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Abnormal Movements in Autism: Association or Causality?

By Daniel J. Bonthius, MD, PhD | Winter 2023

Dr. Rujuta Wilson, an Assistant Professor of Child Psychiatry and Pediatric Neurology at UCLA, is exploring abnormal movements in Autism.


When people think of autism, they usually think only of deficits in language, social interactions, and behavior. However, motor impairments can also be present in autism. And these motor impairments may not only be associated with autism; they might also be causally linked to autism. Dr. Rujuta Wilson, an Assistant Professor of Child Psychiatry and Pediatric Neurology at UCLA, is exploring this novel concept.

The idea that abnormal movements may contribute to the development of autism stems from the recognition that exploration of the environment and the ability to socially engage with a caregiver depend upon a person’s ability to move properly. Deficits in movement may corrupt a child’s ability to explore, point, and convey thoughts, emotions, and reactions. Thus, movement abnormalities may undermine normal developmental processes and lead to precisely the types of deficits that constitute autism. Yet, there remain significant gaps in our understanding of what these motor impairments are and how they drive neurodevelopmental outcomes.

It is no accident that Dr. Rujuta Wilson’s research focuses on bodily movement. Movement has been of central importance to Dr. Wilson throughout her life. As a young child of Indian heritage, she was enthralled with dancing, learning ballet and traditional Indian dances. Continuing her interest in expressive movement, she minored in dance as an undergraduate at George Washington University, where she studied modern dance techniques. With a major in anthropology and a second minor in biology, Rujuta appreciated the interaction of culture, biology, and movement–an appreciation of interactions that paved the way for her eventual study of the role of movement in autism.

Dr. Wilson hypothesizes that impaired motor development in infancy can detrimentally impact a child’s exploration, social engagements, spatial perception, and visual coordination. She further hypothesizes that the negative cascading effect of these impairments has direct mechanistic links to the communication deficits, and repetitive and atypical motor behaviors observed in autism. To test these hypotheses, she examines a cohort of infants who are at high risk for autism (infants with an older sibling with autism).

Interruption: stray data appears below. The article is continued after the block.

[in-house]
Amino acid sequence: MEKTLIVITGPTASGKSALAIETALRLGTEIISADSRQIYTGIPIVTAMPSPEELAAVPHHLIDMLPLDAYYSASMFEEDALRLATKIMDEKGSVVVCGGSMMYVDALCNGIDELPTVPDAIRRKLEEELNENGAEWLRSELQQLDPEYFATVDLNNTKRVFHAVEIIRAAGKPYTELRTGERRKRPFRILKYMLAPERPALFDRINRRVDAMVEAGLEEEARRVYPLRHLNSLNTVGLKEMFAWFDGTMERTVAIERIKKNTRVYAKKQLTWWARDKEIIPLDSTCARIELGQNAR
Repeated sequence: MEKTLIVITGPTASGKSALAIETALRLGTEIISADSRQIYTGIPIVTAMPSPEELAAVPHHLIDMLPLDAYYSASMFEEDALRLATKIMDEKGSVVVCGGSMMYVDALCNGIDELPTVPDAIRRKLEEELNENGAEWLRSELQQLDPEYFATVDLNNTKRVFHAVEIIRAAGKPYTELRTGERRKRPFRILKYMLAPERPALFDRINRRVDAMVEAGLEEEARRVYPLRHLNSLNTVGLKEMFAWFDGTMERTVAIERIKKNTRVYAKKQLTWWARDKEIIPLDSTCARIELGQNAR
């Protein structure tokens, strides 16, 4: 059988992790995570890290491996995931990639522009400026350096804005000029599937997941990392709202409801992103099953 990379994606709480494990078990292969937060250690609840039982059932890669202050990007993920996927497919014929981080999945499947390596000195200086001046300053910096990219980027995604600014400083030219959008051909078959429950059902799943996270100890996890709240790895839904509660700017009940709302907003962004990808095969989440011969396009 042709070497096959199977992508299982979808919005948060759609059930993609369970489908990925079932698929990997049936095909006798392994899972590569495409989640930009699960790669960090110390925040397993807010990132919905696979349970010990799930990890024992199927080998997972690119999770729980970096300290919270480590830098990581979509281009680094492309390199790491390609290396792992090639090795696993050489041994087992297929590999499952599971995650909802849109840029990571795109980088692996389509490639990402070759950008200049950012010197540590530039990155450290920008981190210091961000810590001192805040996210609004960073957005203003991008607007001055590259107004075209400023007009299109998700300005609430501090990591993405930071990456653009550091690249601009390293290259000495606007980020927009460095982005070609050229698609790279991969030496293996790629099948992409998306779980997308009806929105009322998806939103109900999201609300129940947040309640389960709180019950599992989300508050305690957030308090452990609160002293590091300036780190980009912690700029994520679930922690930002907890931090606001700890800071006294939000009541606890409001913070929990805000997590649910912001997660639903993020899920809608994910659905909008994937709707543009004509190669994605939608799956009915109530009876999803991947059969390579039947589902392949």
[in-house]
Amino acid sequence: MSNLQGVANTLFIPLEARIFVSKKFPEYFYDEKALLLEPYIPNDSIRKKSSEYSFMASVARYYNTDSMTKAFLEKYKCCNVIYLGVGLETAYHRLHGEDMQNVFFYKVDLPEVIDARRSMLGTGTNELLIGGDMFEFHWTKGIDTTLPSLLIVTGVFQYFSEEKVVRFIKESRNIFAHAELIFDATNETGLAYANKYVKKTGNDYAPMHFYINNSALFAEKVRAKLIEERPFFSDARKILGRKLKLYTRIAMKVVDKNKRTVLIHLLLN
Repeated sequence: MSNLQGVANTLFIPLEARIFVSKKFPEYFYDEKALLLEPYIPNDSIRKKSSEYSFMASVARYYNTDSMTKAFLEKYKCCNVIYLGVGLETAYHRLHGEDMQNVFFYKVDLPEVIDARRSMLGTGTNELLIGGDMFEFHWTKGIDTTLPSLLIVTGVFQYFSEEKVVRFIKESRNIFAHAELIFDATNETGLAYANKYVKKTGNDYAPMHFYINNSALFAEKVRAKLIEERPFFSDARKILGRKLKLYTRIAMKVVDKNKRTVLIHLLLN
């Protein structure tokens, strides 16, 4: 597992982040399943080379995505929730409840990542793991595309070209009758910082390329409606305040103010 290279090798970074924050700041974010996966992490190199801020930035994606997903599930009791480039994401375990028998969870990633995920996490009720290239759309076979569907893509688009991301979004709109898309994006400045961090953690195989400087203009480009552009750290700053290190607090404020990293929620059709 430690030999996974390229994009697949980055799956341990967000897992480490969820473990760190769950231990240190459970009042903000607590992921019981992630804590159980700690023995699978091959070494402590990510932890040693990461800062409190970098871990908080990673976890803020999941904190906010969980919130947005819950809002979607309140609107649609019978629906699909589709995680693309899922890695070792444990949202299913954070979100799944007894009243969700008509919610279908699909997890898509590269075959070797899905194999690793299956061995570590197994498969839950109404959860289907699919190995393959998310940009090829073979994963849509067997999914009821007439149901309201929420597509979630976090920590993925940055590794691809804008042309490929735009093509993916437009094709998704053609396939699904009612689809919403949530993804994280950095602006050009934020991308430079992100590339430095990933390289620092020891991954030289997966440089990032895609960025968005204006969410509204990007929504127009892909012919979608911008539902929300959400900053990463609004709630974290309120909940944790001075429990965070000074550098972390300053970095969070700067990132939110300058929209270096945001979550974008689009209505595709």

Figure 1. Infant wearing sensors (placed in sleeves) on arms and legs to capture continuous quantitative whole-body movements.


The unique tool that Dr. Wilson uses to objectively study and quantify movements of children is the wearable movement sensor (Figure 1). These lightweight devices detect not only linear movement but also detailed aspects of infant movements, such as movement type, duration, and angular rotation. Worn on both wrists and ankles concurrently, the sensors are synchronized, thus allowing detection of movements that occur in coordination with each other. The sensors can also be deployed remotely to the home to capture movements in the child’s natural environment. Utilizing advanced signal processing and machine learning techniques, she and her team have created new measures that detect detailed characteristics of movement.

Figure 2. Wilson RB, et al. Slower pace in early walking onset is related to communication, motor skills, and adaptive function in autistic toddlers. Autism Research 2024; 17: 27-36.


Using these methods, Dr. Wilson and her coworkers have shown that high-risk infants with a later diagnosis of autism show lower variability in their movements compared to typically developing children. Furthermore, they found that the deficits in movement variability were more strongly correlated with autistic behaviors than with cognitive ability or adaptive skills (Reference 1). In addition, when quantitatively analyzing gait, Dr. Wilson’s team found that toddlers with autism acquire the ability to walk at a normal age but exhibit a pattern of slower pace, compared to typically developing children (Figure 2). They further found that the slower measures of pace were associated with lower scores of communication, motor skills, and adaptive function (Reference. 2).

Dr. Wilson believes that motor abnormalities may not just be a component of autism but may ultimately play a role in its diagnosis and treatment. Early motor differences could represent an endophenotype of autism. As such, detection of characteristic motor abnormalities may facilitate an earlier diagnosis of autism. Furthermore, if motor differences contribute to the language, social, and behavioral aspects of autism, then therapies for autism may need to be reconsidered and focus on remedies for the movement problems. Thus, Dr. Wilson’s ideas surrounding movement represent an important paradigm shift in the way that autism is considered and may have far-reaching consequences for the diagnosis and treatment of this important neurodevelopmental disorder.